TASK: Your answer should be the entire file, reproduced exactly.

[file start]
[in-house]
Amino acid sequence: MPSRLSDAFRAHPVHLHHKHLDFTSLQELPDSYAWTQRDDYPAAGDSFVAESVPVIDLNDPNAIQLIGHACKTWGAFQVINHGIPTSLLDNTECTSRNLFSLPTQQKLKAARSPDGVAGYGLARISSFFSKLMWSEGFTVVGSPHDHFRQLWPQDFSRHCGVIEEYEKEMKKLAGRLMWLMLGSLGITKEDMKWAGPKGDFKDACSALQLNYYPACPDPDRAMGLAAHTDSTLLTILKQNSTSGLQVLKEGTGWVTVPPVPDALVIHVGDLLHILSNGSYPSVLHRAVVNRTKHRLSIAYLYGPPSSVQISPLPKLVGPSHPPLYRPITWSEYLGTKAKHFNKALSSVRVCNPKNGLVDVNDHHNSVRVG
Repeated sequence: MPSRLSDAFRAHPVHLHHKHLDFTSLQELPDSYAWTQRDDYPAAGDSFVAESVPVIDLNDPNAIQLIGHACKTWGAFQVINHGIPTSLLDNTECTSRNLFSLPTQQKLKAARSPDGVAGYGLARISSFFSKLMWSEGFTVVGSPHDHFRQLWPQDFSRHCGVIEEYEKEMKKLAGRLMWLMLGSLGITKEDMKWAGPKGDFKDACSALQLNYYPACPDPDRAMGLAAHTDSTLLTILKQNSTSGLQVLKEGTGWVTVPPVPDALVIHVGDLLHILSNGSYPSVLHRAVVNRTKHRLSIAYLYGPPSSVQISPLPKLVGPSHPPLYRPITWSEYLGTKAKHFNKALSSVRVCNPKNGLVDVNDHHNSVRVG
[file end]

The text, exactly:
[in-house]
Amino acid sequence: MPSRLSDAFRAHPVHLHHKHLDFTSLQELPDSYAWTQRDDYPAAGDSFVAESVPVIDLNDPNAIQLIGHACKTWGAFQVINHGIPTSLLDNTECTSRNLFSLPTQQKLKAARSPDGVAGYGLARISSFFSKLMWSEGFTVVGSPHDHFRQLWPQDFSRHCGVIEEYEKEMKKLAGRLMWLMLGSLGITKEDMKWAGPKGDFKDACSALQLNYYPACPDPDRAMGLAAHTDSTLLTILKQNSTSGLQVLKEGTGWVTVPPVPDALVIHVGDLLHILSNGSYPSVLHRAVVNRTKHRLSIAYLYGPPSSVQISPLPKLVGPSHPPLYRPITWSEYLGTKAKHFNKALSSVRVCNPKNGLVDVNDHHNSVRVG
Repeated sequence: MPSRLSDAFRAHPVHLHHKHLDFTSLQELPDSYAWTQRDDYPAAGDSFVAESVPVIDLNDPNAIQLIGHACKTWGAFQVINHGIPTSLLDNTECTSRNLFSLPTQQKLKAARSPDGVAGYGLARISSFFSKLMWSEGFTVVGSPHDHFRQLWPQDFSRHCGVIEEYEKEMKKLAGRLMWLMLGSLGITKEDMKWAGPKGDFKDACSALQLNYYPACPDPDRAMGLAAHTDSTLLTILKQNSTSGLQVLKEGTGWVTVPPVPDALVIHVGDLLHILSNGSYPSVLHRAVVNRTKHRLSIAYLYGPPSSVQISPLPKLVGPSHPPLYRPITWSEYLGTKAKHFNKALSSVRVCNPKNGLVDVNDHHNSVRVG